Canadian Contractor

Opinion: Is Bell Canada gouging you on fees and interest?

Giant corporations seem to dine out on smaller, entrepreneurial companies that rely on their essential services. One of my members has serious complaints about Bell Canada's contracts, billing practices and interest rates.


July 9, 2014
By Alec Caldwell
Alec Caldwell

It seems to me that Bell Canada is gouging companies who try to move away from them to another carrier. It’s a game of Monopoly without the use of the “Get Out of Jail Free” card. At least, the recent experience that one of our CARAHS members has had with Bell, leads me to this conclusion.

As reported to me by my contractor-member, it seems that Bell automatically renewed their 3-year agreement period for their office phone line and they did not, my member said, send any sort of advance notice to them that this was being done. They simply locked them back in. Or they way I see it, sentenced them to another 3 years in jail.

So if my member decided, the first month after the Bell “renewal,” that they wanted to switch carriers (say, to Rogers) they would have to pay Bell 50% of their monthly basic line cost till the end of the 3-year contract period. One month into the new “contract,” my member owed Bell 35 months at this 50% rate. Wow.

Our member’s bill was $520 plus tax. Further, this member was billed for the balance of the month, which seemed to overlap the new Rogers line. After calling Bell to look for some relief from this giant bill, my member was further told that, on the back of every Bell monthly bill, it shows that interest for late payments are charged at 3% per month. This adds up to 42% per year. That’s twice the incredibly high rates of some of the most expensive credit cards!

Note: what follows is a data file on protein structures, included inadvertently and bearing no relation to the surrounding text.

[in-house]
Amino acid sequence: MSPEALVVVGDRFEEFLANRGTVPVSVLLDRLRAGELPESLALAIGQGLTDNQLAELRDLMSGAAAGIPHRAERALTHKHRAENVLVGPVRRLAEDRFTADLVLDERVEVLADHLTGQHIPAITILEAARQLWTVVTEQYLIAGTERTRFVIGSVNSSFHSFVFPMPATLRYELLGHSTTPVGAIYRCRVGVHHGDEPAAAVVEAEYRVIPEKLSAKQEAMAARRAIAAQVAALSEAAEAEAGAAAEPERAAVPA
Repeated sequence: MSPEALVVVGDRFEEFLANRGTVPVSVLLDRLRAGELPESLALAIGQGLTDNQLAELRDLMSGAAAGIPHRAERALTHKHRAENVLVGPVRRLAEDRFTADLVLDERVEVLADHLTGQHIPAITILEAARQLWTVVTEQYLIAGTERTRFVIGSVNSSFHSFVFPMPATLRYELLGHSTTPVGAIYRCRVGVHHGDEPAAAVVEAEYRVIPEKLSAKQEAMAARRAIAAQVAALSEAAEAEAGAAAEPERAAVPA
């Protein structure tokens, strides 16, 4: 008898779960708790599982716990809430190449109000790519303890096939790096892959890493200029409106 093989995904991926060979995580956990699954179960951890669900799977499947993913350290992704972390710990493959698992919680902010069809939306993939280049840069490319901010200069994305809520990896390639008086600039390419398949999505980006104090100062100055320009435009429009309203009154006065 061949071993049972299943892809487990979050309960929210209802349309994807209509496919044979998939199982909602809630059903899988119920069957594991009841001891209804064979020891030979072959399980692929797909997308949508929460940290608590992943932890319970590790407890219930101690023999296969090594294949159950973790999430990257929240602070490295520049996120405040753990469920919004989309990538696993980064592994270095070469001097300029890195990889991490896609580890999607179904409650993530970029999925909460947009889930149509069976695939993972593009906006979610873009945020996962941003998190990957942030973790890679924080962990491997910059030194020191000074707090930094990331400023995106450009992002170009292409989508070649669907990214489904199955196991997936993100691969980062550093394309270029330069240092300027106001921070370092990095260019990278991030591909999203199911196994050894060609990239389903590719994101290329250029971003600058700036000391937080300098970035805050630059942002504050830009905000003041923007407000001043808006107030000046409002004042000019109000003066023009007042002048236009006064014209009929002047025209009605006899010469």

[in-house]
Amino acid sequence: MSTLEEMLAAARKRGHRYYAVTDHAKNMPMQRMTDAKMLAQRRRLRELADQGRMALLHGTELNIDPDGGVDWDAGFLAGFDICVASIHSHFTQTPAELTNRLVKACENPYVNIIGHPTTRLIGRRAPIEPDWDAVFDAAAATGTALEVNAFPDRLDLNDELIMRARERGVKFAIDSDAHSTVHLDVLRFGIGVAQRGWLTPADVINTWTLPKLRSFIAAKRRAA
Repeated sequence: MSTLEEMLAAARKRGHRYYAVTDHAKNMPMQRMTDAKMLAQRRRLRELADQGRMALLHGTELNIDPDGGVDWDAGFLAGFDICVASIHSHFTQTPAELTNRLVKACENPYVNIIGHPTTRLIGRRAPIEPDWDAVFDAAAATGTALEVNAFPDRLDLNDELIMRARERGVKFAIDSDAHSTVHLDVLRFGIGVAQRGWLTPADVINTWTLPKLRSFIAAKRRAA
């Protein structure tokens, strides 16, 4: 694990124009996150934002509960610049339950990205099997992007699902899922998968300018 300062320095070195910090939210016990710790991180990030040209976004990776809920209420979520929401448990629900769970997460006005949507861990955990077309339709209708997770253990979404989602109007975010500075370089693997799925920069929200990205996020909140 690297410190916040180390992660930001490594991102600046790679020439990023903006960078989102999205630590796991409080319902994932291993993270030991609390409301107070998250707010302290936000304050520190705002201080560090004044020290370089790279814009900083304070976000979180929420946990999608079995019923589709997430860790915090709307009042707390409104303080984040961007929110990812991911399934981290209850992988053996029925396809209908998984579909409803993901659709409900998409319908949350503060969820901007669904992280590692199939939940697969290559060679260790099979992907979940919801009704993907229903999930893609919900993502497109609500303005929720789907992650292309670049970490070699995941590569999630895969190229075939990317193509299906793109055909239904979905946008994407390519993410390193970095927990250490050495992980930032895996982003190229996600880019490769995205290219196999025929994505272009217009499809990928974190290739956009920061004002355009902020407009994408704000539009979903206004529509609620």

How does Bell get away with this? Are they not accountable to some governing body? Do they to not care about gouging their customers – including their business customers?

Making a profit as a small or medium-sized business is already tough going. But giant corporations – and I would include the utility companies in this, as well the petroleum companies – seem to dine out on these much, much smaller enterprises.

Let me know what you think about this.

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2 Comments » for Opinion: Is Bell Canada gouging you on fees and interest?
  1. Sarah says:

    I would suggest that person seek legal advice, as far as I understand, without having a signature or some sort of proof of authorization, they can’t be held to that “contract” unless they signed something initially that said it would automatically be renewed at the end of their initial contract period and that cancelling would carry those fees.

    Bell has been nailed before for massively unright fees and fine print. I think the CRTC governs them, but I’m not entirely positive. They definitely should find out more, and not pay a cent until they know for absolutely sure that they legally HAVE to. But I’m 90-95% positive they do not have to pay the full amount. My only uncertainty is that there may be different rules for land lines which may be more outdated because they haven’t been a large issue that has been raised much lately. Perhaps Bell is taking advantage of lax land line laws since there have been so many crack-downs on what mobile providers are allowed to charge and the contract term lengths. You can’t even do a three year term for cell phones anymore….

  2. Kevin Smith says:

    What about those expensive yellow pages advertising. In most cases the cost of Yellow page advertising is billed on your Bell Canada Bill. So is you cash flow is tight and your late paying Bell charges 42 percent interest on the cost of yellow page advertising. This is wrong as it clearly states on contract you sign with yello pages if you late interest is 1.5 percent per month. Have to wondered how many millions and millions of dollars Bell Canada has over charged and don’t care that they have. A lot of companies were paying tens of thousands of dollars each year in advertising and I’m sure all over Canada there were those that may have paid there bill just over 30 days trigging interest charges. In a way it is some sort of justice seeing yellow page books shrink to a fraction of the size it use to be

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